Author: Patrick

“Happily Divorced” is about divorced couples trying to make their marriages work

“Happily Divorced” is about divorced couples trying to make their marriages work

He used charm, others’ personal tragedies and fake celebrity endorsements. How Christopher LaVoie cast his reality show and reeled in successful entrepreneurs like David Finchey—and how he, too, was duped, according to Finchey.

It was the summer of 2013. Christopher LaVoie’s life had become intertwined with the creation of a new show on the TV cable network HGTV, “Happily Divorced,” a show about divorced couples trying to make their marriages work.

“I had gotten married by then,” said the actor, 33. He had two children, ages 8 and 2.

His marriage had ended in divorce. His wife had turned to drugs, gotten custody of their children and was in jail.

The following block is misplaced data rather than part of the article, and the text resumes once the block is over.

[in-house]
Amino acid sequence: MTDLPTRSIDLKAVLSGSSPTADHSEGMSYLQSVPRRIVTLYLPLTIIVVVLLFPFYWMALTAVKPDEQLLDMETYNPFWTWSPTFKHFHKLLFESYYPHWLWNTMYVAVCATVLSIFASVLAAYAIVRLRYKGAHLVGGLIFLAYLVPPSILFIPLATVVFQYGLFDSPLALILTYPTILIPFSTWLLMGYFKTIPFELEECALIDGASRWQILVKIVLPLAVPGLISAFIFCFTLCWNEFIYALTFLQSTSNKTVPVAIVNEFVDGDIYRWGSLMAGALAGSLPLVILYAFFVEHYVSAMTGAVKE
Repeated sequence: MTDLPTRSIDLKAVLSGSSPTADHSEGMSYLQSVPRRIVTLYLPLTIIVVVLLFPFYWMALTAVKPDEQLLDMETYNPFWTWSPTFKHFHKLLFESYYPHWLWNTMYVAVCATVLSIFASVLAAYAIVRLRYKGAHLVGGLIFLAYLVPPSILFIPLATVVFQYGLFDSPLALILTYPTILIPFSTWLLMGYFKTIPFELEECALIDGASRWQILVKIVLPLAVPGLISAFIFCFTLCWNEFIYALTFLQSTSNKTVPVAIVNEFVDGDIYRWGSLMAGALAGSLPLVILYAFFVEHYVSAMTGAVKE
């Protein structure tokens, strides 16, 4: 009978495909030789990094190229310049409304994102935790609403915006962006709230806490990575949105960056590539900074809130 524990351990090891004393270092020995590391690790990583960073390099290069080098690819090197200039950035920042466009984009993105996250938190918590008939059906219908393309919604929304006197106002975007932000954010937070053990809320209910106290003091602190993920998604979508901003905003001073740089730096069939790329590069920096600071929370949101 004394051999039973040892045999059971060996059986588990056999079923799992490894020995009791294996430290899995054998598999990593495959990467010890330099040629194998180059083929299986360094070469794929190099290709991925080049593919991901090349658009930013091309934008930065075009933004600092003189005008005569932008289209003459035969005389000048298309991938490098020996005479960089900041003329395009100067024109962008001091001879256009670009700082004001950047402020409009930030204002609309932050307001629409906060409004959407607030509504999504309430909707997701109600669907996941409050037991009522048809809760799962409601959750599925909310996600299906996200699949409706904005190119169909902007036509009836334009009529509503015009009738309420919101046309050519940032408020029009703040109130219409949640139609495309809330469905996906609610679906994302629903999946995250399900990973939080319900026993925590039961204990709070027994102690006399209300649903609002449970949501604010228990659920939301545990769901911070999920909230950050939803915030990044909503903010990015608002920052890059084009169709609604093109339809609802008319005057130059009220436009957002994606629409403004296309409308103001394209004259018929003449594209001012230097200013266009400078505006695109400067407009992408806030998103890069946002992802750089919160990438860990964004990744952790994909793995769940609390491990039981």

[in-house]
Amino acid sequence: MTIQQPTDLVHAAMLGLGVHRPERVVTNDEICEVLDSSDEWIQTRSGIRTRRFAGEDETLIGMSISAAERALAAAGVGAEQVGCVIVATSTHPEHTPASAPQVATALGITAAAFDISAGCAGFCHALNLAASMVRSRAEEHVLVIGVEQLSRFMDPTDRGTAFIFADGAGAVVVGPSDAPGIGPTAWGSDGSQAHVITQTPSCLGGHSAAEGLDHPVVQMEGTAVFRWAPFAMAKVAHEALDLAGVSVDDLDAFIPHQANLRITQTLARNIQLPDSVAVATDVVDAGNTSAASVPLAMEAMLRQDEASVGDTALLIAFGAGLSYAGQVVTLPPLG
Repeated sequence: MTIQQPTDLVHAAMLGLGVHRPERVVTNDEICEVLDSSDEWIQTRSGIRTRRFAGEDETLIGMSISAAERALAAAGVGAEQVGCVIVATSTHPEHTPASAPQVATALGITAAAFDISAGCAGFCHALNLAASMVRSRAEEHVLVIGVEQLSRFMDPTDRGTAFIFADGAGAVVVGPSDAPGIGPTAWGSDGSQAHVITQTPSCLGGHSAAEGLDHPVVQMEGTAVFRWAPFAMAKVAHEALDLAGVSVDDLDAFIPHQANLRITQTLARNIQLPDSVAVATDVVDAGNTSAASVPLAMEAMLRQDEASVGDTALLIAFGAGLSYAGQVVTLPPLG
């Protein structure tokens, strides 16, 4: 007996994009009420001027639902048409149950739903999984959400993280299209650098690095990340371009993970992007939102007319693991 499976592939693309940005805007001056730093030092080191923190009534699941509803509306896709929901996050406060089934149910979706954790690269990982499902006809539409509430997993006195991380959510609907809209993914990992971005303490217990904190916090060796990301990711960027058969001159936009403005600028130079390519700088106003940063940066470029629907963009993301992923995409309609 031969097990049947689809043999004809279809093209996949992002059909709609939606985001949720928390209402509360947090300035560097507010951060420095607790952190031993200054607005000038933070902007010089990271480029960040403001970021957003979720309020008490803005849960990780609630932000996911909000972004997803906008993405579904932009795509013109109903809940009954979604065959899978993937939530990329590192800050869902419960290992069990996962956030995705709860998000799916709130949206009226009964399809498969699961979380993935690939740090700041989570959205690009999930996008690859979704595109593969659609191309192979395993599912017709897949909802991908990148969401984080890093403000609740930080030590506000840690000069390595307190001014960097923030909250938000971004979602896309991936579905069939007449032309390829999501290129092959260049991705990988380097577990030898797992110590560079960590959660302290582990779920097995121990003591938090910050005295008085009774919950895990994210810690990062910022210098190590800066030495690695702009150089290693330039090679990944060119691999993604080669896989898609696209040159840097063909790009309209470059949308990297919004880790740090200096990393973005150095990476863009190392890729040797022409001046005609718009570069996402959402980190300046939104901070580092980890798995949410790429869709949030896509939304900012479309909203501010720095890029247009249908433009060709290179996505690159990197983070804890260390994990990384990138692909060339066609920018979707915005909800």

“But it was a good marriage, at least from Christopher’s point of view,” said David Finchey, a co-producer on the show. “Christopher never wanted a divorce. He wanted to do everything he could to make their marriage stronger.”

So when “HGTV” contacted the LaVoies in February 2013 to pitch an idea about couples with the same marital history who were being separated or divorced by choice, Lauren, the couple’s daughter and one of LaVoie’s real-life girlfriends, was excited by the idea.

“There’s no question I was really excited by the idea of a show where you bring these couples together and have them discuss their marital problems,” Lauren said, even though she had recently discovered on “Ellen” that women were rarely asked about what was happening in their personal lives.

“I had no idea about the kind of ‘Happily Divorced’ we were going to shoot,” LaVoie said.

The “Happily Divorced” concept that aired in February of 2013 wasn’t

Leave a Comment